Madam Speaker, I am pleased to have the opportunity to speak in support of Bill S-5, An Act to amend the Tobacco Act and the Non-smokers’ Health Act and to make consequential amendments to other Acts. This legislation would be a critical step for our government in delivering on our commitment to introduce plain and standardized packaging requirements for all tobacco products.
Tobacco use is the leading preventable cause of premature death in Canada. It is considered to have a role in causing over 40 diseases and other serious health outcomes. Every year, 45,000 people die in Canada from cigarette smoking.
In my two decades as an emergency room physician, I lost count of the number of patients I saw who suffered from the effects of tobacco. I watched patients with chronic lung disease as they struggled for every breath. I called surgeons to amputate gangrenous limbs. I told families of heart attack victims that their loved ones had just died. I diagnosed advanced cancers in patients and informed them that they were going to die. In almost every one of these instances, I heard the same statement from patients, “I wish I had never started smoking.”
In Canada, tobacco use has been declining. However, despite decades of efforts, in 2015, 115,000 Canadians became daily smokers. Studies show that most tobacco use begins during adolescence. In fact, the vast majority of daily smokers began smoking by the age of 18. I can confidently say that no one wants their kids to smoke.
The government and its provincial and territorial partners have undertaken some key legislative and regulatory measures in their fight against tobacco use. These measures include restrictions on most forms of tobacco product promotion, especially those targeting young people; restrictions by provincial and territorial governments on the display of tobacco products at retail; bans on most flavours that contribute to making cigarettes, blunt wraps, and most cigars more attractive, in particular to youth; restrictions on smoking in public, including bans on indoor smoking and workplaces; the introduction of large, pictorial health warning messages on tobacco product packaging; and the sponsoring of prevention campaigns.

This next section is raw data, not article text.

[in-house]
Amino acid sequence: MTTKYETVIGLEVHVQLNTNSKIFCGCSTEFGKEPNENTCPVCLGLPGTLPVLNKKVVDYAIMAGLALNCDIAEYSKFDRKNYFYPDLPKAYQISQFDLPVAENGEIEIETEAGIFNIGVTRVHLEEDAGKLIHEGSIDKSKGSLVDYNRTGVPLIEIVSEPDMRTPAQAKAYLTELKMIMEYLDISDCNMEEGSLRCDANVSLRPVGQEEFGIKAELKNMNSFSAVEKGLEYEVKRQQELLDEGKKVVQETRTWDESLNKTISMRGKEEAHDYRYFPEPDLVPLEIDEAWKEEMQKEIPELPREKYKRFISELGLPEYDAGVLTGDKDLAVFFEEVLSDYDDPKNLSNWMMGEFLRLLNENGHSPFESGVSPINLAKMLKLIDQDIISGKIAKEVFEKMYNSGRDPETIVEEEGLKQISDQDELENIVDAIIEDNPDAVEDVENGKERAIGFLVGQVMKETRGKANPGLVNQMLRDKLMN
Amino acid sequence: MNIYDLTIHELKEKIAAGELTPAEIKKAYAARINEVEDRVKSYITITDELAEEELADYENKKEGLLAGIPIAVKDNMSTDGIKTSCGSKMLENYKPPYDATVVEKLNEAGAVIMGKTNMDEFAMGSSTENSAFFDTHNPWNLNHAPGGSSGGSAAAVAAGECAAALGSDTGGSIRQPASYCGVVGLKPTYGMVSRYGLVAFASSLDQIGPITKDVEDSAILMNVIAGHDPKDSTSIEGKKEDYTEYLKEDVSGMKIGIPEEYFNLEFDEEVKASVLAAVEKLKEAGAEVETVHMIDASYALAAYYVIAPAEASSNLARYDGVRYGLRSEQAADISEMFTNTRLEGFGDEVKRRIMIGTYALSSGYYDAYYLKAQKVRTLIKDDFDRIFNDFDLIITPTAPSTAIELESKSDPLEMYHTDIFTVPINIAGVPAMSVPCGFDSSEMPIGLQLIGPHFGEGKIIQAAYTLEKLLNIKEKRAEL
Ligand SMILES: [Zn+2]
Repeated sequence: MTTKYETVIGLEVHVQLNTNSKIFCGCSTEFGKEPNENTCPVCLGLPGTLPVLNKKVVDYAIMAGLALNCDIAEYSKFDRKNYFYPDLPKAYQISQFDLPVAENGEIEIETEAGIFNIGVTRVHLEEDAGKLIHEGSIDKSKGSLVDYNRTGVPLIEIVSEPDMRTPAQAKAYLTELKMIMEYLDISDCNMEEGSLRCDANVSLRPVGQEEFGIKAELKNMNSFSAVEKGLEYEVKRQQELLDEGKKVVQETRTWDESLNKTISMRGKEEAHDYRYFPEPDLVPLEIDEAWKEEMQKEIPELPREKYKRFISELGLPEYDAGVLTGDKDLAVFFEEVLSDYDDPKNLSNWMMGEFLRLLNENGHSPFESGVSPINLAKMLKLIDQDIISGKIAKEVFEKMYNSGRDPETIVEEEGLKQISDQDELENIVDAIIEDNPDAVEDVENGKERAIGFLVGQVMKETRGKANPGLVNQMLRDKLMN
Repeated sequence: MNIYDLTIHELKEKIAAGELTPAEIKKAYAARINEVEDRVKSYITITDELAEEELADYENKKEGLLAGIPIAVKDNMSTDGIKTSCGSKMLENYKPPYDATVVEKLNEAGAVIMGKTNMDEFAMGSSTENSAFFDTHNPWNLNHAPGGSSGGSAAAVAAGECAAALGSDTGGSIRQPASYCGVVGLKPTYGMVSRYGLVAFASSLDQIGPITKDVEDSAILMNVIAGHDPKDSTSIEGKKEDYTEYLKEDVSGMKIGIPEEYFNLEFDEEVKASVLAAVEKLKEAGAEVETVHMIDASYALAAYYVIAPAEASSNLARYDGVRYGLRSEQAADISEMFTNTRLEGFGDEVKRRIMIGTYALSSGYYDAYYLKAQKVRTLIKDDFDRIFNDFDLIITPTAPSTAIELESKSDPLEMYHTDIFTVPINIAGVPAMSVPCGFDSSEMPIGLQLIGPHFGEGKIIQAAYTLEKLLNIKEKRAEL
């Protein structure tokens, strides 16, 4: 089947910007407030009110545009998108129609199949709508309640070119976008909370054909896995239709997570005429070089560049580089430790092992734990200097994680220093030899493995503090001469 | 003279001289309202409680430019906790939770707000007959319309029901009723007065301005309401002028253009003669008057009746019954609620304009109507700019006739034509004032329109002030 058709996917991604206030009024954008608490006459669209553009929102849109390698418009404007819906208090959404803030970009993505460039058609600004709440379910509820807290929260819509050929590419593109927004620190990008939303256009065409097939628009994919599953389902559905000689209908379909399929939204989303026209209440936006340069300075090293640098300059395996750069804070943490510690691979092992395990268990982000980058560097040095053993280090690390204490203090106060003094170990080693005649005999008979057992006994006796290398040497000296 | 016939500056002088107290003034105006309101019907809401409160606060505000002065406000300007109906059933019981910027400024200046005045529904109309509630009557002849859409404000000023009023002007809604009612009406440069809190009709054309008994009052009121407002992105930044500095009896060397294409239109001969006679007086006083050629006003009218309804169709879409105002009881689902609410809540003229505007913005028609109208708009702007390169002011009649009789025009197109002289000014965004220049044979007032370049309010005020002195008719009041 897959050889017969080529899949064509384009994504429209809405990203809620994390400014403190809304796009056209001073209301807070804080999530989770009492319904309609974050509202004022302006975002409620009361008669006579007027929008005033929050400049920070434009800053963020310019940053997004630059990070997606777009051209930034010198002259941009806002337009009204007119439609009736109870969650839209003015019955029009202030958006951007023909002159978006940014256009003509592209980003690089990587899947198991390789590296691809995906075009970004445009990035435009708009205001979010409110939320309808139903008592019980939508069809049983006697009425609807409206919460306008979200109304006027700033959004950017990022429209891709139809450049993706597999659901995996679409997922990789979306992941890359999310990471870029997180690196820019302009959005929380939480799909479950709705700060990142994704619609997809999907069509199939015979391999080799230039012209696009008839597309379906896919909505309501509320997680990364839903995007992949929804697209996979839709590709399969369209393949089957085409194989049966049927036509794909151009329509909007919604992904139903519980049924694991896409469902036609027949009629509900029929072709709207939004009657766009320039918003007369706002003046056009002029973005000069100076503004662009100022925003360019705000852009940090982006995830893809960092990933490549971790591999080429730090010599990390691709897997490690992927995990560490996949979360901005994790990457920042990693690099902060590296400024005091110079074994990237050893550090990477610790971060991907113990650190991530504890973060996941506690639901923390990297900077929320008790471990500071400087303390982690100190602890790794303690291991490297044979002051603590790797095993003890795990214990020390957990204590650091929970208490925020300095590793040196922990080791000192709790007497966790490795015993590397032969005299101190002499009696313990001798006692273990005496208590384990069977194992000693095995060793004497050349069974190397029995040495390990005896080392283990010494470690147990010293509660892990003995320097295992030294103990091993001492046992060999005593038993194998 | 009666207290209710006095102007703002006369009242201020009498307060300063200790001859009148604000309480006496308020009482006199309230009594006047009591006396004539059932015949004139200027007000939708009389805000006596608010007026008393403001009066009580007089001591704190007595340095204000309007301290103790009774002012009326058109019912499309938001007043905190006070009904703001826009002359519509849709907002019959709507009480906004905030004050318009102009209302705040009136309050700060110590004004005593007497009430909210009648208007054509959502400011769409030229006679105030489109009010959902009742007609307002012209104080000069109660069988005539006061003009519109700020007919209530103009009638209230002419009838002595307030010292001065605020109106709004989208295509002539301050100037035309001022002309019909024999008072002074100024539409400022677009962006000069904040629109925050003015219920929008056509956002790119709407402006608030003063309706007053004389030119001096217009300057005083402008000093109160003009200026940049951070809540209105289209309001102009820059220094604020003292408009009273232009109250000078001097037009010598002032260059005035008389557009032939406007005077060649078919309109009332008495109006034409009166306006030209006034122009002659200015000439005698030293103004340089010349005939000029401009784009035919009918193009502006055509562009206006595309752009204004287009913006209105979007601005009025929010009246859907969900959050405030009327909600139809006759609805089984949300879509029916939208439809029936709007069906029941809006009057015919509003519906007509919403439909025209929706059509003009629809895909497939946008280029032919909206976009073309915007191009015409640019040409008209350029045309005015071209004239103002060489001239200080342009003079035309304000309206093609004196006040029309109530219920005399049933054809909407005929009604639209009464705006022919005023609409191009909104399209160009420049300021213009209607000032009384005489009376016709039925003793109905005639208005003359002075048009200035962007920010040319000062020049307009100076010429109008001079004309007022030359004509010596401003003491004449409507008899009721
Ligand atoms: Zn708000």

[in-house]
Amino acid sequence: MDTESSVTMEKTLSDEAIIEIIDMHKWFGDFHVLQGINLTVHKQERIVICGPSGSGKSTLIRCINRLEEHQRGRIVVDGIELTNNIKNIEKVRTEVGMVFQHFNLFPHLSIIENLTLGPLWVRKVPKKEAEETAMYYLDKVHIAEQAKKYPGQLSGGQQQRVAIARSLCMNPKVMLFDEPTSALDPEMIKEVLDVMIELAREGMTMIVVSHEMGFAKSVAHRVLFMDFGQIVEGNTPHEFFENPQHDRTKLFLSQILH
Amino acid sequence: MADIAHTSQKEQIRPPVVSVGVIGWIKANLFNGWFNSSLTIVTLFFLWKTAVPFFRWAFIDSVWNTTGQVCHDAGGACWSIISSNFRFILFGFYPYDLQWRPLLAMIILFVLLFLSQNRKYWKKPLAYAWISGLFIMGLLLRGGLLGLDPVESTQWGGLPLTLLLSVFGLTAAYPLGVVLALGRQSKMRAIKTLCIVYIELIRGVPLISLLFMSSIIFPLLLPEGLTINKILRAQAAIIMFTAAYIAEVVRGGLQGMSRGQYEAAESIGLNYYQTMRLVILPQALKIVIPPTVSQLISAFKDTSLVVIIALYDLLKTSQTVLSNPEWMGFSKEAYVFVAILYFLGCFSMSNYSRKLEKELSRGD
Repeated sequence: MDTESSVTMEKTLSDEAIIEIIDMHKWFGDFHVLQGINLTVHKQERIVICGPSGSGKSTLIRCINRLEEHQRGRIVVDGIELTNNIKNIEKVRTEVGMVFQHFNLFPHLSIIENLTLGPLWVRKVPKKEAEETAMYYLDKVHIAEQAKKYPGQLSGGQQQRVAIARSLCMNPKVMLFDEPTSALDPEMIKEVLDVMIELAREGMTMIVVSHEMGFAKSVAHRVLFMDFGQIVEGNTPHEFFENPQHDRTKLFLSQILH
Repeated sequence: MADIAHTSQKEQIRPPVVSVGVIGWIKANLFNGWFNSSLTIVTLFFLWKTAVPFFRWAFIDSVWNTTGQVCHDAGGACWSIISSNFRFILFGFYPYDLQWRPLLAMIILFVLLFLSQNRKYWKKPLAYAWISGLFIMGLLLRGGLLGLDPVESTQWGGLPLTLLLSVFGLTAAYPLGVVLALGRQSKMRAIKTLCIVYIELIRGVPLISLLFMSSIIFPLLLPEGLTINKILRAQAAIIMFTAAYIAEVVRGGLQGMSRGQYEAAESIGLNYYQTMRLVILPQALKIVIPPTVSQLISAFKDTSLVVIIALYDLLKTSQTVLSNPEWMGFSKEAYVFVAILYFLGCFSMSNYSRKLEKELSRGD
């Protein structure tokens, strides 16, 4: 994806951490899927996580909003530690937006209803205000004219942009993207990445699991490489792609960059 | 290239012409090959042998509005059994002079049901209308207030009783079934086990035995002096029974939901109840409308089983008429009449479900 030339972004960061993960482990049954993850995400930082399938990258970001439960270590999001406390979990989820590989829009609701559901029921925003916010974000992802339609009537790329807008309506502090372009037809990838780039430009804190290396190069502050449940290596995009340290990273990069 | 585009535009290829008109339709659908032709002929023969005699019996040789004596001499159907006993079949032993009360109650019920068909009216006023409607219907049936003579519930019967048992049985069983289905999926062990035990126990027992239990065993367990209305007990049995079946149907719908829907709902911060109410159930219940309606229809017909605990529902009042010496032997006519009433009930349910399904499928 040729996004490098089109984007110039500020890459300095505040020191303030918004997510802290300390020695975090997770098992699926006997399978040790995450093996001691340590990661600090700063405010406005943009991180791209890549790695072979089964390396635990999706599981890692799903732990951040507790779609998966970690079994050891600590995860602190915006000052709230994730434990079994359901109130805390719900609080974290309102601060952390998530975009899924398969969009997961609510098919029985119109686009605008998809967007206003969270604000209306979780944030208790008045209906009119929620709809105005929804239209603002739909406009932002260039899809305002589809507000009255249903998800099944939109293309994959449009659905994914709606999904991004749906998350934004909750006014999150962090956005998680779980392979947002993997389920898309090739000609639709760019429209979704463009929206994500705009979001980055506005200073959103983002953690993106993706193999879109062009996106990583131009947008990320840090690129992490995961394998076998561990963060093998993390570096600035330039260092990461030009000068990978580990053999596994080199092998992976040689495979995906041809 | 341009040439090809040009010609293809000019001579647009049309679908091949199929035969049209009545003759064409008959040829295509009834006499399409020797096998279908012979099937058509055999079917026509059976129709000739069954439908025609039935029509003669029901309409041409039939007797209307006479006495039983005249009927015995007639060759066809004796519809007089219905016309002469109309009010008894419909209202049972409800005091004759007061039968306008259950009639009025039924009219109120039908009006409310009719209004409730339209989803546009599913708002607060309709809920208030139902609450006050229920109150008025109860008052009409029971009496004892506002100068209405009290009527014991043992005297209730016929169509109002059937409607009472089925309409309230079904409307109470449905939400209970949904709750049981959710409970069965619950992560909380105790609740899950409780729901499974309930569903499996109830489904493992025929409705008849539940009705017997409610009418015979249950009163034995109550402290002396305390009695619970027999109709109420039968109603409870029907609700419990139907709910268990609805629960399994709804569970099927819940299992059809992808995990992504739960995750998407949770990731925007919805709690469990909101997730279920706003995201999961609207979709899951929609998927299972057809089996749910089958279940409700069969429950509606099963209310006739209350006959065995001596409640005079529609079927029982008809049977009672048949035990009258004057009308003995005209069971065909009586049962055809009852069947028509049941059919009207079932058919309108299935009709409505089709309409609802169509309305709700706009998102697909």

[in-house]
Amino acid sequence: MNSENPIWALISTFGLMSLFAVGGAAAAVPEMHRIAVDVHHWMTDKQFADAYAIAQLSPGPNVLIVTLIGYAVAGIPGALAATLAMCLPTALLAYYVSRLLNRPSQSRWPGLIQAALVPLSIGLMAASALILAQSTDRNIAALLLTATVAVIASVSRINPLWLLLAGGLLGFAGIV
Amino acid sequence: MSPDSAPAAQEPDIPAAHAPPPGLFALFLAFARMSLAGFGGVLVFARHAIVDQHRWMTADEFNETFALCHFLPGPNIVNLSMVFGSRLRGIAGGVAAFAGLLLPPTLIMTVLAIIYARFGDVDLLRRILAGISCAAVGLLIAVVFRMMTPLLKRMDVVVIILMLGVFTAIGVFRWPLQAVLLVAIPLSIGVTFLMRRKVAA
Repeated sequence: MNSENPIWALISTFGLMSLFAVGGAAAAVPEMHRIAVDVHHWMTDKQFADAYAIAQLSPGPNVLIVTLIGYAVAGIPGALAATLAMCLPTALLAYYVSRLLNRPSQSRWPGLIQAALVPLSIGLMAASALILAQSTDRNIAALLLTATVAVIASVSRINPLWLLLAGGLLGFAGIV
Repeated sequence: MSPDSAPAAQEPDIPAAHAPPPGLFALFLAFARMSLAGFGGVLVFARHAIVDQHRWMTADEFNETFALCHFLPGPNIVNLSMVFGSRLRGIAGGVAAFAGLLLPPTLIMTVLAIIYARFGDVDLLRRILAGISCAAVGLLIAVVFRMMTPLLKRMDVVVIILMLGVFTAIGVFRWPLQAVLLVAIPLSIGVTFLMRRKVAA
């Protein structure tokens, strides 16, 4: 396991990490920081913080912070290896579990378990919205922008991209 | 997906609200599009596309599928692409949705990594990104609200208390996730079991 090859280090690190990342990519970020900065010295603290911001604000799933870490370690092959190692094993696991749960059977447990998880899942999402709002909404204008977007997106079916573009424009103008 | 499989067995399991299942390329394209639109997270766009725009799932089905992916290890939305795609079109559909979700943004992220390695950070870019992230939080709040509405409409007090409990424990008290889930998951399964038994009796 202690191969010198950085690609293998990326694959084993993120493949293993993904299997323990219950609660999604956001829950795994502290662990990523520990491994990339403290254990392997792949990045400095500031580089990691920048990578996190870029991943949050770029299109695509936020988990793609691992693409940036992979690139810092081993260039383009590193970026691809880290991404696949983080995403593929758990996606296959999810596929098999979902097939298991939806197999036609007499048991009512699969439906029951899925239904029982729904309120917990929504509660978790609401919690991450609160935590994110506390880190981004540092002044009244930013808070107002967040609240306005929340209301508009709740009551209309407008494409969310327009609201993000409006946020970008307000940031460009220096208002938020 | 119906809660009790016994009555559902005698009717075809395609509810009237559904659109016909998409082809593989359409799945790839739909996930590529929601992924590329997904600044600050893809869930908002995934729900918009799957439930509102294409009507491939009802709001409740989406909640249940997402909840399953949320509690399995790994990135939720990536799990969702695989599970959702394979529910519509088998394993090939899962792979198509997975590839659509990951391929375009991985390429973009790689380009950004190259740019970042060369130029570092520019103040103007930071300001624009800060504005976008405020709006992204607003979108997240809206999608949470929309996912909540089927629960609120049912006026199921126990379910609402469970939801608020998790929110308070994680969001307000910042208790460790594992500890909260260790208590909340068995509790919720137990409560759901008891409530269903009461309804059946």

These measures have been effective, but additional measures are needed to further discourage youth and young adults from becoming consumers of tobacco products. Tobacco packaging is one of the few remaining channels available for the promotion of tobacco products. The design and appearance of packages and of tobacco products are extensively used to develop brand image and identity, to create positive associations and expectations for consumers, and to reduce the perception of risk and harm.
The tobacco industry's own research indicates that tobacco packaging, product design, and appearance can shape consumers' perceptions about the product. For example, packages with rounded or bevelled edges are seen as conveying stylishness, elegance, and class. Research also shows how tobacco packaging can impact the perception of risk and harm associated with the use of a tobacco product. For example, tobacco products with lighter colours on their packages have been associated with less harm and perceived lower strength.
Studies have shown that promotion through tobacco packages and products is particularly effective in adolescence and young adulthood, when brand loyalty and smoking behaviour is established. Young adult smokers associate cigarette brand names and package design with positive personal characteristics, social identity, and status. Notably, in 2012, the U.S. Surgeon General's report stated that the evidence reviewed “strongly suggests that tobacco companies have changed the packaging and design of their products to increase their appeal to adolescents and young adults.” This is unacceptable.
Our government is committed to protecting young people and others from inducements to use tobacco. This government is seeking to accomplish this by introducing plain and standardized packaging requirements for all tobacco products. One may wonder what we mean by plain and standardized packaging. Quite simply, it refers to packaging without any distinctive or attractive features. Packages, of any brand, are similar in appearance and the same ordinary colour.